A Mingei staffer hands out art materials as part of the museum’s distance learning programs. Photo credit: Courtesy, Mingei

Mingei International Museum in Balboa Park received a two-year $227,000 Institute of Museum and Library Services CARES Act Grant in support of its pandemic outreach programs.

They include distance learning, along with new engagement programs to support socially isolated seniors.

The museum is the only cultural institution in San Diego to receive the funding out of 1,701 applicants. The institute issued 68 grants across the nation.

“The COVID-19 pandemic has challenged us to reimagine how we engage with our communities,” says Rob Sidner, the Mingei’s executive director and CEO, “and we’re honored to be a recipient of the IMLS CARES Act Grant which will greatly support our efforts to provide education and inspiration to students, seniors and families.”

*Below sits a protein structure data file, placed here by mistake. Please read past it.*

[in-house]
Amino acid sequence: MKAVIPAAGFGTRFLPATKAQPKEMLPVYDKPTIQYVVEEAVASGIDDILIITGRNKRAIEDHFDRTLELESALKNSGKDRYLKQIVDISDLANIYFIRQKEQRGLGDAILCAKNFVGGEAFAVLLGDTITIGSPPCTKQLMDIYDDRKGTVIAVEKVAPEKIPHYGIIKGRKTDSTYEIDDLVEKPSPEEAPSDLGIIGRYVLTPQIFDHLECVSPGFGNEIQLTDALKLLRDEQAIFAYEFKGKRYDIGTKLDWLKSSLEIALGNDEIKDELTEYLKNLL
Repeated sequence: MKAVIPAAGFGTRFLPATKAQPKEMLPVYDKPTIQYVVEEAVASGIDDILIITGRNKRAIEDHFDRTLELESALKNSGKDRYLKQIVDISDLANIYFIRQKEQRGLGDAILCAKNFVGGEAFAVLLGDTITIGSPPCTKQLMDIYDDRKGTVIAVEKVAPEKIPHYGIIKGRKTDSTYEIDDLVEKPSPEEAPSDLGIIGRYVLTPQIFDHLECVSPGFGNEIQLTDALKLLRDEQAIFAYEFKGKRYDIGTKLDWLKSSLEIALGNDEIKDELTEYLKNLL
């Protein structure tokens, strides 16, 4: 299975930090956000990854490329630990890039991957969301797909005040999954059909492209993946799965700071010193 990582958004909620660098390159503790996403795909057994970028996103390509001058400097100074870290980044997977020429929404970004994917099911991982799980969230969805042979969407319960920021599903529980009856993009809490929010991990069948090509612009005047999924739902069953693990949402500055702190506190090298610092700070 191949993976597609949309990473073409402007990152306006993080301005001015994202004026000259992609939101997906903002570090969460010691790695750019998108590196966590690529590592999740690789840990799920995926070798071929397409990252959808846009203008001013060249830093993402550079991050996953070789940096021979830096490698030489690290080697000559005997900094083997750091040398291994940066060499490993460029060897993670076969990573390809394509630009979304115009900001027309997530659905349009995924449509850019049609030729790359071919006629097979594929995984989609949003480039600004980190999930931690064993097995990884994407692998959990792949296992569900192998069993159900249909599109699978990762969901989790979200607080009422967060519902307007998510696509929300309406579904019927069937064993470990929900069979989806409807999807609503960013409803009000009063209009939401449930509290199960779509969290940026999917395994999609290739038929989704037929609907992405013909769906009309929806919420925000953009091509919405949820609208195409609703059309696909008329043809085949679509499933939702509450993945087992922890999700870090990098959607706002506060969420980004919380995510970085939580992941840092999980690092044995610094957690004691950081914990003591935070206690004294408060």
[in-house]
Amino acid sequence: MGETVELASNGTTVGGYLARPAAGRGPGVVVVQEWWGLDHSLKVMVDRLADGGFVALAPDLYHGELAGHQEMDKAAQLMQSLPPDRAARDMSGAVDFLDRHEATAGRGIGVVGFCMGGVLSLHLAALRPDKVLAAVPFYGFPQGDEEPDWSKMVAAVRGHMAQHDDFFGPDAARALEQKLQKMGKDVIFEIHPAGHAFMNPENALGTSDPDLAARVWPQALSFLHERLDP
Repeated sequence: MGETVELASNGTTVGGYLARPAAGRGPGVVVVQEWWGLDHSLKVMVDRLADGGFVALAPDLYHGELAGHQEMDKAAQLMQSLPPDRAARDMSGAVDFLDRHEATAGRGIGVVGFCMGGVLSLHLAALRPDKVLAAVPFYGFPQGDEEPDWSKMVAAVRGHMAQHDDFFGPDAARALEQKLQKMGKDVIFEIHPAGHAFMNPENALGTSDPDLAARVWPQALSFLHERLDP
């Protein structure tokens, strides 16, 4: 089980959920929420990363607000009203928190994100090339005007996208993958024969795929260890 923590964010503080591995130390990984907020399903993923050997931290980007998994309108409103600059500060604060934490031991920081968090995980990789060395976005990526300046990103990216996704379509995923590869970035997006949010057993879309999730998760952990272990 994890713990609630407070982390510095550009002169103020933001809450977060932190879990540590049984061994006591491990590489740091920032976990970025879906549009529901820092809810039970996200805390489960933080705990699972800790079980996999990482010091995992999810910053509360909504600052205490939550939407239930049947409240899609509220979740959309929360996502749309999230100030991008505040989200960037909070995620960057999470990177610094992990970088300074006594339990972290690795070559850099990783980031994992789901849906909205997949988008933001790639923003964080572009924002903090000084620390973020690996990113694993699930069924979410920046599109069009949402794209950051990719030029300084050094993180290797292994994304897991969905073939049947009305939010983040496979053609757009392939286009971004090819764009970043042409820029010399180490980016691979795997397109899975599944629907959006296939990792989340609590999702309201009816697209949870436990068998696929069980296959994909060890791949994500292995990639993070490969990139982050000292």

The museum had a head start on community engagement due to work completed prior to the pandemic.

When officials embarked on a renovation project two years ago, they formed partnerships with local libraries, schools, community centers and other arts and culture hubs to continue sharing creative projects around the San Diego region.

With the additional grant support, the museum will develop distance engagement programs with hands-on art-making opportunities offered via digital platforms.

These at-home programs combine mailed art supplies, video instructions and opportunities to connect with museum staff via social media and mail.

The Mingei will expand two existing programs, Family Sunday and Mingei Away – a third-grade arts education program – while also launching a new project with two nonprofit partners, Elderhelp and Jewish Family Services of San Diego, to reach isolated seniors.

An estimated 100 families, 300 students and 200 seniors will be reached in monthly art-making projects over the next two years.

This project also aims to develop new, long-term strategies and solutions for the Mingei to connect with communities, both on-site and for those who rarely visit.

“The pandemic has rewritten our daily activities,” says Jessica Hanson York, the Mingei’s deputy director and chief advancement officer, “and taking action now to initiate meaningful connections with our community will allow us to collectively have a voice in how the virus scripts our future.”

– Staff reports

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